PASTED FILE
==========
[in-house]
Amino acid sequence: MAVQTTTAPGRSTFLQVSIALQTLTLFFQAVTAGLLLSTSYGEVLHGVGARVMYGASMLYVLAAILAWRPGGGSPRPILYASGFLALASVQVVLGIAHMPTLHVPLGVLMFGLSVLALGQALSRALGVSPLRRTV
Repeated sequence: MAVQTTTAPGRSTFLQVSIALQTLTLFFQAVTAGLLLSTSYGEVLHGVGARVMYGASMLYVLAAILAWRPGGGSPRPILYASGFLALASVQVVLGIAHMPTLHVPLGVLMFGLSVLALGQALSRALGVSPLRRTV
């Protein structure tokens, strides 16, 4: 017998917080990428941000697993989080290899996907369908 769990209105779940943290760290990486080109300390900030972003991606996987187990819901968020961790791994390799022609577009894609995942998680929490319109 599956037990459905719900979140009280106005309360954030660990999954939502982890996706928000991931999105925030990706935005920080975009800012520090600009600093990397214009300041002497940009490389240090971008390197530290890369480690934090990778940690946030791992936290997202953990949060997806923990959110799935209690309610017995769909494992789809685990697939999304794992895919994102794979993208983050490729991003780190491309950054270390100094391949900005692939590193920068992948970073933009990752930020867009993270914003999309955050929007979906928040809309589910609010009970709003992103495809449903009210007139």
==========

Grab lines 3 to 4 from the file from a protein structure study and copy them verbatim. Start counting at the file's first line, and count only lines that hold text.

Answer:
Repeated sequence: MAVQTTTAPGRSTFLQVSIALQTLTLFFQAVTAGLLLSTSYGEVLHGVGARVMYGASMLYVLAAILAWRPGGGSPRPILYASGFLALASVQVVLGIAHMPTLHVPLGVLMFGLSVLALGQALSRALGVSPLRRTV
């Protein structure tokens, strides 16, 4: 017998917080990428941000697993989080290899996907369908 769990209105779940943290760290990486080109300390900030972003991606996987187990819901968020961790791994390799022609577009894609995942998680929490319109 599956037990459905719900979140009280106005309360954030660990999954939502982890996706928000991931999105925030990706935005920080975009800012520090600009600093990397214009300041002497940009490389240090971008390197530290890369480690934090990778940690946030791992936290997202953990949060997806923990959110799935209690309610017995769909494992789809685990697939999304794992895919994102794979993208983050490729991003780190491309950054270390100094391949900005692939590193920068992948970073933009990752930020867009993270914003999309955050929007979906928040809309589910609010009970709003992103495809449903009210007139």